King David's wives

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David and Abigail

In the Hebrew Bible, King David had many wives.

David's first wife[edit]

King Saul initially offered David his oldest daughter Merab. David did not refuse the offer, but humbled himself in front of Saul to be considered among the King's family.[1] Saul reneged and instead gave Merab in marriage to Adriel the Meholathite.[2] Having been told that his younger daughter Michal was in love with David, Saul gave her in marriage to David upon David's payment in Philistine foreskins.[3]

Saul became jealous of David and tried to have him killed. David escaped. Then Saul sent Michal to Galim to marry Palti, son of Laish.[4] As years passed, David married many women and wanted Michal back. In response to David's plea, Saul’s son Ish-boshet delivered her to David, causing her husband (Palti) great grief.[5]

When David brought the Ark of the Covenant to the City of David Michal watched him from her window. She was displeased with his behavior because he was wearing the linen ephod on that occasion and not what royalty should be wearing in public. However David claimed he did what he did before the Lord and that is what justified him.[6]

Michal had no children with David. [7] Somewhat discrepantly she, rather than Merab, is said to have had 5 sons with Adriel.[8] Many scholars believe this to be an ancient copyist error, that the 5 sons were actually Merab's but an ancient copyist accidentally wrote "Michal" in place of "Merab".[9][10] The name "Michal" appears in the Hebrew Bible and KJV, but many modern translations substitute Merab for Michal, restoring the hypothesized original text.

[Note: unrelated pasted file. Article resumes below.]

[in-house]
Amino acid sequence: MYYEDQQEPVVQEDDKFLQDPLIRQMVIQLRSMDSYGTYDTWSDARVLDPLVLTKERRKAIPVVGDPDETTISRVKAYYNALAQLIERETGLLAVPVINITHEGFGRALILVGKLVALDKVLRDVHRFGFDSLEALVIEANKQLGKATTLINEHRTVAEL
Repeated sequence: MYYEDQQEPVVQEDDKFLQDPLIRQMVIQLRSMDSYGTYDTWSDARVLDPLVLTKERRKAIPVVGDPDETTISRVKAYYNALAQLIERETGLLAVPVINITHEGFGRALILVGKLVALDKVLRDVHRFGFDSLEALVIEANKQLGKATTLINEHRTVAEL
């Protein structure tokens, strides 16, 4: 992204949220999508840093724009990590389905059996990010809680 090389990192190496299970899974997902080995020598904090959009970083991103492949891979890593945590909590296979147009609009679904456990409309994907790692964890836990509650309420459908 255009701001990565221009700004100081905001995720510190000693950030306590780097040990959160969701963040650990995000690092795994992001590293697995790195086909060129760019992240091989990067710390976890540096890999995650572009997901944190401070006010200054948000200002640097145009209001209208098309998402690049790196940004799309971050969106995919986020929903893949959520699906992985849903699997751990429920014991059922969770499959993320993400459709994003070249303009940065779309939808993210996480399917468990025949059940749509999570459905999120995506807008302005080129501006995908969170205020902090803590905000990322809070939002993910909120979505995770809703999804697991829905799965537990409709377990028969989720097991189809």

Hebron[edit]

Batsheva and David

David's wives in Hebron, according to 2 Samuel 3.

The mother's name The son's name
Ahinoam the Yizre'elite His first born was Amnon.
Abigail - the wife of Nabal the Carmelite His second was Kil'av.
Maacah - the daughter of Talmay, king of Geshur The third - Absalom[11]
Haggith The fourth - Adoniyya.
Abital The fifth - Shefatya.
Eglah The sixth Yitre'am.

Wives and children in Jerusalem[edit]

David probably married more wives in Jerusalem or had children by concubines, according to 2 Samuel 5. The number is not clear.

Bathsheba[edit]

Literature[edit]

The biblical story of King David and his wives inspired many modern day writers. Some of these books are:

Queenmaker/ India Edghill

A Novel of King David’s Queen.

Bathsheba/ Jill Eileen Smith

Michal/ Jill Eileen Smith

Abigail/ Jill Eileen Smith

Jill Eileen Smith, bestselling author of The Wives of King David series, draws on Scripture, historical research, and her imagination.

David’s wives/ Haya Shraga

Hebrew: נשות דוד / חיה שרגא בן-איון

The book is written in Hebrew. It is based on the author’s doctorate in which she wrote on the biblical figures:

Michal, Avigail and Batsheva.

Polygamy in the Bible[edit]

Even though polygamy occurs regularly in the Bible, it doesn't necessarily mean it is endorsed by the Bible (although Levirate Marriage, which may result in polygyny, is commanded in the Bible in Deuteronomy 25:5-6). Some scholars argue that this is a critical distinction,[12] while others regard polygamy as part of the complex biblical presentation of human sexuality.[13]

References[edit]

  1. ^ "1 Samuel 18:18". 
  2. ^ "1 Samuel 18:19". 
  3. ^ "1 Samuel 18:18-27". 
  4. ^ "1 Samuel 25:14". 
  5. ^ "2 Samuel 3:14". 
  6. ^ "2 Samuel 6:21". 
  7. ^ "2 Samuel 6:23". 
  8. ^ "2 Samuel 21:8". 
  9. ^ "Did Michal have any children or not?". CARM.org. Retrieved 2014-05-06. 
  10. ^ The New Bible Dictionary. Wheaton, IL: Tyndale House Publishers. 1962. 
  11. ^ Names of daughters are not usually documented in the bible, unless they are part of a biblical story. Maacah and David also had a daughter named Tamar.
  12. ^ "What's The Deal With Polygamy In The Bible? - The Blazing Center". The Blazing Center. 2011-01-28. Retrieved 2017-04-13. 
  13. ^ Unprotected Texts, The Bible's Surprising Contradictions About Sex and Desire by Jennifer Wright Knust, HarperCollins Publishers: 2011